Emily Sharp talks record, Russian and unicycles

Posted: Tuesday, April 27, 2010

There is now a new name in the Juneau-Douglas record books after junior trackster Emily Sharp set a school record in the 100-meter hurdles with a time of 15.45 at the Skyview Invite in Soldotna over the weekend.

After the race, which Sharp won by more than 1.5 seconds, she was informed she had broken a school record time of 15.50 set in 1983. Needless to say, happiness ensued.

"When I found out I broke the record I was really excited," she said. "I wasn't sure how old it was until (Sunday), so it was pretty exciting."

Her time blew all the competition out of the water at the meet, and Sharp singled out the performance as her best.

"It was the best race I've ever run," she said. "And my shin wasn't hurting too bad, so it was a good day."

Sharp, who was born in Ketchikan and has lived in Juneau since fifth grade, said her love for track has developed in recent years.

"I started track as a freshman in high school with no experience," she said. "It was kind of a surprise. I felt like I was getting a little better my sophomore year, and then I felt like I really started taking initiative in track this year."

She said her inspiration comes from her friends, teammates and coaches who push her along the way, but track isn't the only sport or hobby at which she excels.

Not to downplay the achievement of setting a school record in the hurdles, but Sharp said she's had an even biggeraccomplishment.

"I've unicycled from the roundabout on Douglas up to Eaglecrest," she said. "It took about three hours, but it was good ride. I've never felt more tired in my life."

As most good athletes do, Sharp found a way to keep in shape during the offseason. Her way is just slightly moreunorthodox.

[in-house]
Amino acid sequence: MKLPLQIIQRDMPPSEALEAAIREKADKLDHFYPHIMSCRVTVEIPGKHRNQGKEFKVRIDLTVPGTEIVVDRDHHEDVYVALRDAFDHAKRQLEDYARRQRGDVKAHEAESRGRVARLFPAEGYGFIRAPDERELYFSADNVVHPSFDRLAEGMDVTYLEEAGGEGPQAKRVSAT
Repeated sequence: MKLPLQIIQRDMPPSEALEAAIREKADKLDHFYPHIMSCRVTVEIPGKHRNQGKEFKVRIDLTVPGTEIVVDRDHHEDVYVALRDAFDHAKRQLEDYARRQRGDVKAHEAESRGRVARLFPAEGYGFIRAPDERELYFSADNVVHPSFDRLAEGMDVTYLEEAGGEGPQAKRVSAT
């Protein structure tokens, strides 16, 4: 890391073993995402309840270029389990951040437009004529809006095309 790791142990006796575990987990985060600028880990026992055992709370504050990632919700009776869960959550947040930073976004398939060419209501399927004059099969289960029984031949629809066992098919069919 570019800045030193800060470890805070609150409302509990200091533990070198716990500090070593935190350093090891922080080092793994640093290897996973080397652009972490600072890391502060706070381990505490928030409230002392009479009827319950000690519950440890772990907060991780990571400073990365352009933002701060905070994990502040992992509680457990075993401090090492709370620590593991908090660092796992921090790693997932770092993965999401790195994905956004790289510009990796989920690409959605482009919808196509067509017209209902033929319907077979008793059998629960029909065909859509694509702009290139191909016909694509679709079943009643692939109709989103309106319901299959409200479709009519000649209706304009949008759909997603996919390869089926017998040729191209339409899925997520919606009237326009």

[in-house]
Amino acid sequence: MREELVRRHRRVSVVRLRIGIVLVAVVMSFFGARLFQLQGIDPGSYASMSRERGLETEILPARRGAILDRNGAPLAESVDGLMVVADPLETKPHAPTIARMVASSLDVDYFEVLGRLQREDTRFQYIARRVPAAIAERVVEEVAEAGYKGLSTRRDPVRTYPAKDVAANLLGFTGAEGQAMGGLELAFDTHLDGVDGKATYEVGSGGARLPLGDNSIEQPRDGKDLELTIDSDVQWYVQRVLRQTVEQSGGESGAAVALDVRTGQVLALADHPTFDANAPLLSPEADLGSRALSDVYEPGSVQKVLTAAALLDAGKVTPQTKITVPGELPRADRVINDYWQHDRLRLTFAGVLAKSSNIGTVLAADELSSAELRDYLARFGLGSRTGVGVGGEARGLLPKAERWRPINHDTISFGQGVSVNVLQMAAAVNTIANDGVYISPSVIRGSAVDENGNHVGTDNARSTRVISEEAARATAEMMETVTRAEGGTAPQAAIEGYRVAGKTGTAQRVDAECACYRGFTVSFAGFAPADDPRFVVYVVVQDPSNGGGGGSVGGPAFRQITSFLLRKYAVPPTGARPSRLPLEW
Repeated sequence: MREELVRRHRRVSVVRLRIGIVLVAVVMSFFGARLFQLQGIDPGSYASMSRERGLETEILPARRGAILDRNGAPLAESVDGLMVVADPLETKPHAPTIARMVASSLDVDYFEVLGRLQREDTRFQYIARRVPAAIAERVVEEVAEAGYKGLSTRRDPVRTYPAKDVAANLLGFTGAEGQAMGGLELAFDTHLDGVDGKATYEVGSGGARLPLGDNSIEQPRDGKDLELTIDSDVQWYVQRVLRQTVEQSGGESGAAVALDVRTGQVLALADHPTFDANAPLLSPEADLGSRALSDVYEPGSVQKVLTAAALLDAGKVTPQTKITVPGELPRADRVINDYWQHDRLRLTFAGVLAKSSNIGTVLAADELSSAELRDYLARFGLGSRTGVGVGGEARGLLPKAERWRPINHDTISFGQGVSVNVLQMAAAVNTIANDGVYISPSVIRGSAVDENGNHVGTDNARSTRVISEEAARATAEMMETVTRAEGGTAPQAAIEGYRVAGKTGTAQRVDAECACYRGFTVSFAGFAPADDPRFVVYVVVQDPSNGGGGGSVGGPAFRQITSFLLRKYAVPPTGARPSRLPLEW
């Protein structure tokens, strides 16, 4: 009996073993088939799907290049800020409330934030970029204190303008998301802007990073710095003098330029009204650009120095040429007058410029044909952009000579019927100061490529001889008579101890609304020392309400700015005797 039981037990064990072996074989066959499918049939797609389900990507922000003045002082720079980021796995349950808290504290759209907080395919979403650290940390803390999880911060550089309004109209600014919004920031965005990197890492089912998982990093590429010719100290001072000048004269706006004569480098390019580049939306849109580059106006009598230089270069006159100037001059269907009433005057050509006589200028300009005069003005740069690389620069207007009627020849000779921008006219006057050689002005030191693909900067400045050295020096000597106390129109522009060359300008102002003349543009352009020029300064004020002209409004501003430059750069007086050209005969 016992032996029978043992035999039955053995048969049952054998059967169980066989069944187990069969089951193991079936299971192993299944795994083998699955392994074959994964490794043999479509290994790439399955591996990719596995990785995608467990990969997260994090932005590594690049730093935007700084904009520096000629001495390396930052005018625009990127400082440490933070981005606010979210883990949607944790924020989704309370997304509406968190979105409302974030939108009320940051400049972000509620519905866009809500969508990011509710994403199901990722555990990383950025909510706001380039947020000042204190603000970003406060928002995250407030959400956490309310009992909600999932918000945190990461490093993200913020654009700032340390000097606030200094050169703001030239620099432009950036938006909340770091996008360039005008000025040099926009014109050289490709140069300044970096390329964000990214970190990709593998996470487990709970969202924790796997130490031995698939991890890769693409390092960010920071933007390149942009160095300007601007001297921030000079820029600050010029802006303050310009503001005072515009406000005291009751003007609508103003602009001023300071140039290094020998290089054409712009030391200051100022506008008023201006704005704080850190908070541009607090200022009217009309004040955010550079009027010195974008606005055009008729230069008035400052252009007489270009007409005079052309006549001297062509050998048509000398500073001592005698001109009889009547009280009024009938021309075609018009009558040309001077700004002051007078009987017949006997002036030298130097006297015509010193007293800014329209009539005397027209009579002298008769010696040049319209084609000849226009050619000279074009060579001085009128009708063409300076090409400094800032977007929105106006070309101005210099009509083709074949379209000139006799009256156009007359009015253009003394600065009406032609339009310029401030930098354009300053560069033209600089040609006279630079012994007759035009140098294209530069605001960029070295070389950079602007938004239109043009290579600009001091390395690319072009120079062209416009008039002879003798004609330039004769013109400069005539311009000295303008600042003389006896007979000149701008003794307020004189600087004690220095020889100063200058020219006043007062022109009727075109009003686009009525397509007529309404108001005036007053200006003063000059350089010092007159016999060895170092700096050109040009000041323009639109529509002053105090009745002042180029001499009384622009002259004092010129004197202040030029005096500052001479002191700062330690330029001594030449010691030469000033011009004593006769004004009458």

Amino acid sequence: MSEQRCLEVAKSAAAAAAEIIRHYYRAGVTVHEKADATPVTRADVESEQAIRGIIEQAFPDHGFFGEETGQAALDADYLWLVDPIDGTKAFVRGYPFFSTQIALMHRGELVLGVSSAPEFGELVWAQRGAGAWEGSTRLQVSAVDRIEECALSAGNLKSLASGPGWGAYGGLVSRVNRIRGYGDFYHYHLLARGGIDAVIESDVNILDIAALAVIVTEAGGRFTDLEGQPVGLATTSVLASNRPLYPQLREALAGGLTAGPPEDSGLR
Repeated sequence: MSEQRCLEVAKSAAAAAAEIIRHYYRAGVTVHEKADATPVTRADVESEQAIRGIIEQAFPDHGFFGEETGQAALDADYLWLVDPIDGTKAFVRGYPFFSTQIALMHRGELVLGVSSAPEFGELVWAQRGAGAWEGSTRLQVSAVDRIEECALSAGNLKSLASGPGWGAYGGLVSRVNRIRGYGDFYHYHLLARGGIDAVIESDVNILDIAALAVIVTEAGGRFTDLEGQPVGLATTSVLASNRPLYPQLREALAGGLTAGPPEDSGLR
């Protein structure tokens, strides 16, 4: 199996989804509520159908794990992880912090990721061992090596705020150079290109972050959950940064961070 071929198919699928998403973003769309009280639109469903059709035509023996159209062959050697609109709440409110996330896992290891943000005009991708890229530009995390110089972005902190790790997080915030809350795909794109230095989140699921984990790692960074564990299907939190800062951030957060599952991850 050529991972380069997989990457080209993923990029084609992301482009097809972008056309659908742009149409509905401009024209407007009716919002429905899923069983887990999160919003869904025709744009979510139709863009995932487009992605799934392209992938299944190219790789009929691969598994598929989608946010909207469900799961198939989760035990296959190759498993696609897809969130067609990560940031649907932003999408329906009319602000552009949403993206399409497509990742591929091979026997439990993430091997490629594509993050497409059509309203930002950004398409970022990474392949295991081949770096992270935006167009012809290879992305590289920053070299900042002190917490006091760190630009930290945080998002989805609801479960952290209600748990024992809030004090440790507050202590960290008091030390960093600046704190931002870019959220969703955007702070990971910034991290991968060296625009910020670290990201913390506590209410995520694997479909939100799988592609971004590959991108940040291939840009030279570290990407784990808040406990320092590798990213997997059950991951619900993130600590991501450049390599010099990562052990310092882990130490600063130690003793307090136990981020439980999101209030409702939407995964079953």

"(Unicycling is) a good way to cross train for track," she said. "It works my legs and core because it's a complete exercise of your entire body.

"It's one of the most exhilarating things, too, which also keeps me in shape mentally for track."

It's obvious now where any good unicyclist gets their ability to balance on one wheel while riding. It's all in the genes.

Sharp started on a unicycle in eighth grade because her father, a proficient unicyclist himself, introduced her to the hobby. Now, along with her twin sister Samantha, Emily has found a group of friends that also enjoy a good ride on a unicycle, and that continues to be a favorite activity of hers outside of track.

Unicycling aside, Sharp said she enjoys trying things that are different, which also explains her pursuit of the Russian language.

"I like Russian (class) - Russian's pretty fun," said Sharp. "I started off with French, but I didn't like it enough. So I decided to try something a little more unique."

Already possessing the ability to unicycle and speak a little Russian, Sharp's unique abilities should serve her well at the next level, where she hopes to pursue a track career in college on the West Coast. But as a junior, she has yet to select a school.

Sharp said when she gets to the next level academically she'd like to pursue a career in teaching, or at least something that involves people.

"I like being around kids I don't know so I can teach them," she said. "It's kind of cool fulfilling people's knowledge."

With a sense of what she wants to accomplish in the future, Sharp demonstrated the ability to keep things in perspective for herself and her track teammates for the year and season at hand. She said while it's great to set a new Crimson Bears record, her sights are still set dead ahead.

"I want to place at state and hopefully do as well as I did last year, or even better," she said. "I also want to do a pentathlon next year, hopefully."

With the skills and accomplishments Sharp has already grasped, one would be wise to bet on her to fulfill those goals as well.

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